Infection of non-neuronal supporting cells in the nose and forebrain may be responsible for the olfactory problems associated with COVID-19. Findings suggest olfactory sensory neurons are not vulnerable to coronavirus infection as they do not express ACE2.
Older adults with a higher ability to process sensations, including vision, olfaction, hearing, and touch, had half the risk of being diagnosed with cognitive decline than their peers who were less capable at sensory processing tasks.
Roughly 50% of patients hospitalized for COVID-19 experience neurological symptoms including headaches, dizziness, smell and taste disorders, and stroke, a new study reports. Coronavirus may affect the entire nervous system, including the brain, spinal cord, and muscles. Neurological symptoms of COVID-19 may appear before the fever and cough commonly associated with infection.
Researchers have developed a sniff test that can detect which patients in a vegetative state following a TBI will regain consciousness.
ACE2 and TMPRSS2, two proteins required for SARS-CoV-2 entry, are produced in cells in the nasal cavity that contribute to odor detection. The findings may explain why people with coronavirus often describe the loss of the sense of smell as a symptom of the virus.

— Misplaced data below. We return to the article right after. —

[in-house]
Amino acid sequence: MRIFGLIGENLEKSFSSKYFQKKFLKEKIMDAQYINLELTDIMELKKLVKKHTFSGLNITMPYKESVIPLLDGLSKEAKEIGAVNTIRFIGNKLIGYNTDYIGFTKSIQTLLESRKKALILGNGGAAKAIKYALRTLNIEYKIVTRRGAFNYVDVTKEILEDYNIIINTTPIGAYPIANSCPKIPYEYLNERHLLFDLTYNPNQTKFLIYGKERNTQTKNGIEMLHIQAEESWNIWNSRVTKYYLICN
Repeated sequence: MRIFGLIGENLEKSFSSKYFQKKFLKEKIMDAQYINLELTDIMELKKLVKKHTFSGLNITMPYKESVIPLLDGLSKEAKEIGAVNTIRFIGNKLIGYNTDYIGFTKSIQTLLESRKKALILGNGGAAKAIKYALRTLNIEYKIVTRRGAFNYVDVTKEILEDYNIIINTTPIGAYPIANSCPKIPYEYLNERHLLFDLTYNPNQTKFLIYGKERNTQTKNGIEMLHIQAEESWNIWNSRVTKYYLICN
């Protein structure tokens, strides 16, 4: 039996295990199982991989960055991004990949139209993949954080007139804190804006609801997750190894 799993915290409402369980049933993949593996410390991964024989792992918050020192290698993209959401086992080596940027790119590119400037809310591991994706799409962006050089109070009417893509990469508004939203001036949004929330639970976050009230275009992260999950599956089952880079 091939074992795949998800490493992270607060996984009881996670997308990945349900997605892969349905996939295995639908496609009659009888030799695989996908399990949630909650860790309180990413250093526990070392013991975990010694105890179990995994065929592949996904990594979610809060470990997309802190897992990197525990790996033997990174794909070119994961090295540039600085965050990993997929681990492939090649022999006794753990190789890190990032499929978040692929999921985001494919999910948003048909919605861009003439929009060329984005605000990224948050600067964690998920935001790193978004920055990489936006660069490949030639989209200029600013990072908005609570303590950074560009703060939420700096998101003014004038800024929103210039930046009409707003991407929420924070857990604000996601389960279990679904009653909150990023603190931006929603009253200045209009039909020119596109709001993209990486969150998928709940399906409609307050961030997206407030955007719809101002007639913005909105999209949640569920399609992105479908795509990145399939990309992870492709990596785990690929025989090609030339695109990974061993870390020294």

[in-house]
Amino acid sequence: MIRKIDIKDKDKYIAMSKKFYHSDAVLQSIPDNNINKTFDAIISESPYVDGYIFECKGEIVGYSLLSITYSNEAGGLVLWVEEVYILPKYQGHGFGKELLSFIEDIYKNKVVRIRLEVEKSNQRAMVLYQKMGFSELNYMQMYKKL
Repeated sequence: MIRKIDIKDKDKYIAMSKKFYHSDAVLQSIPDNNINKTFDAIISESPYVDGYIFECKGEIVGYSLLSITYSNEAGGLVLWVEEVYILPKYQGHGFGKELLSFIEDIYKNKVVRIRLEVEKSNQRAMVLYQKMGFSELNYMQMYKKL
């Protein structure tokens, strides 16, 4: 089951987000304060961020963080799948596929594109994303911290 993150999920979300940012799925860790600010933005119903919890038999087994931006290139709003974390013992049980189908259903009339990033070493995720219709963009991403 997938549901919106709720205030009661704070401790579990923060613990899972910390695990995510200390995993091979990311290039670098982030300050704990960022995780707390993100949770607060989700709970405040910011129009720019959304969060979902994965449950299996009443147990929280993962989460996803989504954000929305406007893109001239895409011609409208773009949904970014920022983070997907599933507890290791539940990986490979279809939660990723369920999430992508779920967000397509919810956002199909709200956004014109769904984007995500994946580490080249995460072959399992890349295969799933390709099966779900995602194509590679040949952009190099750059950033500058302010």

A simple smell test could help doctors to identify which patients in a vegetative state will recover. 100% of patients in a vegetative state who reacted to the sniff test went on to regain consciousness. 91% of those were still alive three years post-injury.
Mounting evidence suggests coronavirus affects the brain, in addition to the lungs. Researchers are examining the threat COVID-19 posses to long term brain health. They speculate maternal inflammation could lead to an increased risk of autism-like behaviors and neurodevelopment deficits in children born to mothers diagnosed with coronavirus. Other studies are exploring how the virus may spread in the nervous system via synaptic transmission.
COVID-19 patients who reported smell loss as a symptom of their infection are ten times less likely to be hospitalized for coronavirus than those who do not report anosmia.